FTX Update: Days After SBF’s Arrest, What Happened Next?

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Editing and Additional Reporting by Nathaniel Cajuday

On December 12, the founder and former CEO of international cryptocurrency exchange FTX, Sam Bankman-Fried, was arrested by Bahamian authorities in relation to the collapse of the exchange. The arrest is the first move by regulators to hold those accountable for the multi-billion-dollar implosion. 

Timeline of the FTX collapse covered by BitPinas:

Several days after SBF’s arrest, what happened to the storyline of FTX’s downfall? 

US Attorney’s Office Files Criminal Charges vs SBF

After being arrested by the Bahamas government, SBF is now facing charges of wire fraud, conspiracy to commit money laundering, and campaign finance violations from the U.S. Attorney’s Office for the Southern District of New York

He is also facing the US Securities and Exchange Commission for orchestrating a “massive, years-long fraud” in which he diverted billions of dollars of FTX customer funds for “his own personal benefit.”

As per the indictment of the US Department of Justice (DOJ), the founder “agreed with others to defraud customers of FTX.com by misappropriating those customers’ deposits and using those deposits to pay expenses and debts of Alameda Research, Bankman-Fried’s proprietary crypto hedge fund, and to make investments.”

New FTX CEO Hesitates if SBF is Guilty or Not

In the testimony of John Ray III, FTX’s replacement CEO, during the U.S. House Financial Services Committee about the company’s collapse, he called the misdeeds inside the exchange “not sophisticated” when compared to the highly orchestrated crimes he encountered when taking apart Enron two decades ago.

“This is really old-fashioned embezzlement… This is just taking money from customers and using it for your own purposes—not sophisticated at all,” he told the solons.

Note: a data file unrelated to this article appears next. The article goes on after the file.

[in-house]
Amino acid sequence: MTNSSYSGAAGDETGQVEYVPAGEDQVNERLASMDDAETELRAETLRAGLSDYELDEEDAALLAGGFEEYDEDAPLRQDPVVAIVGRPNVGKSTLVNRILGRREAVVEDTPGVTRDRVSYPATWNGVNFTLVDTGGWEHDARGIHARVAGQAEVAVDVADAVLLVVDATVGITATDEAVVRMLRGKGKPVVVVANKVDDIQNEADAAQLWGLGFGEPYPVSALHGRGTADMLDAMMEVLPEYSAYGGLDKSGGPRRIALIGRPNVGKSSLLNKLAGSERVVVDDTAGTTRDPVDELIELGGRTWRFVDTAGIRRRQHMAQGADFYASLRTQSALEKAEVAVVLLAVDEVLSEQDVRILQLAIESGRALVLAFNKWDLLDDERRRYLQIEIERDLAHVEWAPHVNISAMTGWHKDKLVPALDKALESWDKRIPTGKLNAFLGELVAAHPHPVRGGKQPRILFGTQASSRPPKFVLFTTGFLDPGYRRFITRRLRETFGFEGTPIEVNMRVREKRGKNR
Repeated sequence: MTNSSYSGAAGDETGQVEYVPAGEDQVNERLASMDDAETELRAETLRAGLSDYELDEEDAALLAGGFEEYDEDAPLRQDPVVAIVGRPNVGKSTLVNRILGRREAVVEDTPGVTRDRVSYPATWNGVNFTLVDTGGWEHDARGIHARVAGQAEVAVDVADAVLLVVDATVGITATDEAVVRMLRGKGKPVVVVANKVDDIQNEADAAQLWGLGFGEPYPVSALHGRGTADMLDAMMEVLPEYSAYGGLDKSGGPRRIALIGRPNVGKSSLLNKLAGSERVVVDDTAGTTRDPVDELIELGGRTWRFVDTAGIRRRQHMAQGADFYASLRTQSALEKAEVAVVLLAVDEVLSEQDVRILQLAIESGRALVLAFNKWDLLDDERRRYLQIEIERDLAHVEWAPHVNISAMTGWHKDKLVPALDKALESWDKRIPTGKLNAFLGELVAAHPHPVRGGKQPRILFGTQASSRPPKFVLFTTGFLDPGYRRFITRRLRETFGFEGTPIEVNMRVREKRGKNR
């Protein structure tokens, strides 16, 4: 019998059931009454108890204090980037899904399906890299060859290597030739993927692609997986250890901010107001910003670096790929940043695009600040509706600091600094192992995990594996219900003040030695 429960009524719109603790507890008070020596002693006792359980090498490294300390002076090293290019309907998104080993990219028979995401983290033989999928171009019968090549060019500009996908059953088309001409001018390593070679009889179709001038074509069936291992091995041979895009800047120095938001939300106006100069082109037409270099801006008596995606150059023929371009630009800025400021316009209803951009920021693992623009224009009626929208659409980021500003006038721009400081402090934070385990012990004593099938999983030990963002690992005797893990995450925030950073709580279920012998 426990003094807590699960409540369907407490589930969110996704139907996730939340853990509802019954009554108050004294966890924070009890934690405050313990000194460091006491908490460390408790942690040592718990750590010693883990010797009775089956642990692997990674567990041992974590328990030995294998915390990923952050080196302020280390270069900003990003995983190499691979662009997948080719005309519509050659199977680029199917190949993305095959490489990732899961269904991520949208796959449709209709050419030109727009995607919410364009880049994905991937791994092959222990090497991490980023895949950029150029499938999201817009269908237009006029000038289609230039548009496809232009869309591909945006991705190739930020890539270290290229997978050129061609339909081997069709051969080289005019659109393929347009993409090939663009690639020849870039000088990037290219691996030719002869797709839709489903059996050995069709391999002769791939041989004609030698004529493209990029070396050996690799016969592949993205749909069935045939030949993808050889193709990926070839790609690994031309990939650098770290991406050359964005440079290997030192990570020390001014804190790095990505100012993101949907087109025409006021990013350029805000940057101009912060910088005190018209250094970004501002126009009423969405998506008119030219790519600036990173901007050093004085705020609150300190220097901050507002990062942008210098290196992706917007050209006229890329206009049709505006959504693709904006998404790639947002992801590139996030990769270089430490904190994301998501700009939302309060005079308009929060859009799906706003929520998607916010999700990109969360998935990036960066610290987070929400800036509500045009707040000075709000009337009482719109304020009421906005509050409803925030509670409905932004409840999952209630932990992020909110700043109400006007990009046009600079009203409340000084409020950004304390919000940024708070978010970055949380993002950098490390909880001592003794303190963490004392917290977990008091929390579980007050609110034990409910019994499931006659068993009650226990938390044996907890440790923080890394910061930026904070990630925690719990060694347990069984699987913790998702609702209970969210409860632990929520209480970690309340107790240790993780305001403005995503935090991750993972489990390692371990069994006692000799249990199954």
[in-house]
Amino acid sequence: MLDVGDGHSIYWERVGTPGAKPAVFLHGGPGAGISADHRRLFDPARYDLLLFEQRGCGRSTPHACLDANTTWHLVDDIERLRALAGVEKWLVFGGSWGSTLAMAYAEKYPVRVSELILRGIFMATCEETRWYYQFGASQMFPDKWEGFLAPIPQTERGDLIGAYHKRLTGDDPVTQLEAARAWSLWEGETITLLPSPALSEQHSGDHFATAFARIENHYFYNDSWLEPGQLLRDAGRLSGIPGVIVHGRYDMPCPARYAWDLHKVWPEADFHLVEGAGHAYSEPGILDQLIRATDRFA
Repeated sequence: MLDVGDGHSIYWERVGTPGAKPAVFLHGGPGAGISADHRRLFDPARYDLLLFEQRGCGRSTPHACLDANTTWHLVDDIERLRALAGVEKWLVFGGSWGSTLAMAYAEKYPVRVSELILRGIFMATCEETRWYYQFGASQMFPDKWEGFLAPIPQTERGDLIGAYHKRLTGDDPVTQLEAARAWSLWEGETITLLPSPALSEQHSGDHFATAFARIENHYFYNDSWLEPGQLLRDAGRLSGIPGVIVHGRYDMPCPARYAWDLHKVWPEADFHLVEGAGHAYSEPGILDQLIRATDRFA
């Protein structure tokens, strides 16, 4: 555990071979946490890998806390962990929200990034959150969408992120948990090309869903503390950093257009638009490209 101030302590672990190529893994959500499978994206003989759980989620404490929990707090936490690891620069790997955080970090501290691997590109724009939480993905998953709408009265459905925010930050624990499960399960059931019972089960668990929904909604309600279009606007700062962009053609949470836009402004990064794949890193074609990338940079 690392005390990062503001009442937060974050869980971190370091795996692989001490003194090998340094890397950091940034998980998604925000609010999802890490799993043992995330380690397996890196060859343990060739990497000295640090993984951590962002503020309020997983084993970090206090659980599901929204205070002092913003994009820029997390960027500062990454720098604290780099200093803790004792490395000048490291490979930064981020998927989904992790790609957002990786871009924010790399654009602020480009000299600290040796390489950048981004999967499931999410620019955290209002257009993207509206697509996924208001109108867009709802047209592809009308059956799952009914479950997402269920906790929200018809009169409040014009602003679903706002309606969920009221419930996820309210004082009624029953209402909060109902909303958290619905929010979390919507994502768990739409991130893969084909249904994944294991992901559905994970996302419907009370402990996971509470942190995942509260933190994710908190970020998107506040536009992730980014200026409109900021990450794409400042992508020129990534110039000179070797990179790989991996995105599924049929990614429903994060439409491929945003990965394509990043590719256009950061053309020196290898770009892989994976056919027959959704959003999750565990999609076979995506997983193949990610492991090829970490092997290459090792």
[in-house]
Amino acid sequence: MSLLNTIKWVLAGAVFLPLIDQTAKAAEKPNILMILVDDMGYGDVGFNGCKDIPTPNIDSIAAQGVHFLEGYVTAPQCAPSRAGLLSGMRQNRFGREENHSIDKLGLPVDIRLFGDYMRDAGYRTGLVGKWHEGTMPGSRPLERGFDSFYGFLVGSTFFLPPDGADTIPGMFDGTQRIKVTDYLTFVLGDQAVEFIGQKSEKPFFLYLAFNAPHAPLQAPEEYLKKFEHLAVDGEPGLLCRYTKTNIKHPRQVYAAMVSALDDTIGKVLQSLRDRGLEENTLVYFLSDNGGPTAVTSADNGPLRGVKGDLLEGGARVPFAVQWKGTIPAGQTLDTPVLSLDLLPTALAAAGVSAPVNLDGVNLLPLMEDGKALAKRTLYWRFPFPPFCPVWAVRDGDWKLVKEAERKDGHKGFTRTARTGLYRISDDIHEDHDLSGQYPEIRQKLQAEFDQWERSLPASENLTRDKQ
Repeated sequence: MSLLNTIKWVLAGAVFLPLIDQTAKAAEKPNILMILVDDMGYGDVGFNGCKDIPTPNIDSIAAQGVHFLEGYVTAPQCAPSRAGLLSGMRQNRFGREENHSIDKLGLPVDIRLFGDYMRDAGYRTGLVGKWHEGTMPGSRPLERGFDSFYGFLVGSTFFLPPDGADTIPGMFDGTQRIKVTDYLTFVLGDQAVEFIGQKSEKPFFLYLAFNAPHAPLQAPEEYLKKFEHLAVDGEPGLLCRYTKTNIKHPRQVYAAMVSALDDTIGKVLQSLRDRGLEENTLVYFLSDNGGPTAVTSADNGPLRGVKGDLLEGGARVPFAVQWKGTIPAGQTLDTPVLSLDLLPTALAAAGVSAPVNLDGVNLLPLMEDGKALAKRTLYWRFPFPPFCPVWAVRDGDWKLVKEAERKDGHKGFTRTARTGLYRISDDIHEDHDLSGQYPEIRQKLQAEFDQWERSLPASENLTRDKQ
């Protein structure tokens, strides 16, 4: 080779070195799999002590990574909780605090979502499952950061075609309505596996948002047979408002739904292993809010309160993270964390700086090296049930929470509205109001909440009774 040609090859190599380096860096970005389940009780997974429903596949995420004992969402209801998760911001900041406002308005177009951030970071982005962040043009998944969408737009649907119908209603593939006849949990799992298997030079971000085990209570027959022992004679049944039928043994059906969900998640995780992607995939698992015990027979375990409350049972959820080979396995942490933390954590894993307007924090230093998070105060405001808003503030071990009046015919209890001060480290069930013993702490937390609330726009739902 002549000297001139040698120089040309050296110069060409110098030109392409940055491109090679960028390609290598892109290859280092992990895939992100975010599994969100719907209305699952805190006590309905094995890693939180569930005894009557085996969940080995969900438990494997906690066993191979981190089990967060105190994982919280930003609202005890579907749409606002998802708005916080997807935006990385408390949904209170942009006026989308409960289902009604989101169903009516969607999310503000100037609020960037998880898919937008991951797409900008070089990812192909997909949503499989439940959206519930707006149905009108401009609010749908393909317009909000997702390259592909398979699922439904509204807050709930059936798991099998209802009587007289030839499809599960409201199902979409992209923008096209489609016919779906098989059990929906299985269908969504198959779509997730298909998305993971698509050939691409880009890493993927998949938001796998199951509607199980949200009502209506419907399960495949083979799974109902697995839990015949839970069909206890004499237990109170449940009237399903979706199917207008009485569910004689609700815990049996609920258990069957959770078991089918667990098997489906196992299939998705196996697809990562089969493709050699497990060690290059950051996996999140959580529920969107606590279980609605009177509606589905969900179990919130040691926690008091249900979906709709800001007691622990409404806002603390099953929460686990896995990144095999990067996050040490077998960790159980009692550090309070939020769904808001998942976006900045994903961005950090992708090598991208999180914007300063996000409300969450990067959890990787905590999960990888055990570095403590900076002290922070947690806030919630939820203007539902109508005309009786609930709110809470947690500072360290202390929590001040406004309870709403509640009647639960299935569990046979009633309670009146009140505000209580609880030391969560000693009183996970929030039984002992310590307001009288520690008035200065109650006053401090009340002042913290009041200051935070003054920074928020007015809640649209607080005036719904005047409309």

The new CEO even called the embezzlement done “frankly right in front of their eyes.”

However, when asked whether SBF had committed crimes, Ray hesitated to state that his main job was finding money for those who were harmed, and “we’re trying not to lay judgment or put labels on actions.” 

“Obviously, there’s been a failure here of massive proportion. Ultimately, I think others will judge him by his actions,” he added.

US SEC Affirmed SBF Liable

On the other hand, the civil complaint filed by the US SEC in the Southern District of New York stated that the FTX founder had raised more than $1.8 billion from investors who bought an equity stake in the exchange, with the hope that FTX had appropriate controls and risk management measures.

The filing highlighted that customers “believed his lies” regarding the platform being secure and sent billions of dollars to FTX.

US Solon Calls SBF Arrest Wrong Timing

Prior to his arrest, Bankman-Fried had expressed that he was “willing to testify,” which was followed by Maxine Waters, chair of the US House committee on financial services, announcing Bankman-Fried’s participation in the first hearing on the topic, which was supposedly set to happen last December 13.  

Following this, Waters expressed her displeasure with the timing of the law enforcement authorities, claiming that it had taken her opportunity to question Bankman-Fried at the hearing. 

“Unfortunately, the timing of his arrest denies the public the opportunity to get the answers they deserve,” Waters said.

This article is published on BitPinas: Days After SBF’s Arrest, What Happened Next?

Disclaimer: BitPinas articles and its external content are not financial advice. The team serves to deliver independent, unbiased news to provide information for Philippine-crypto and beyond.

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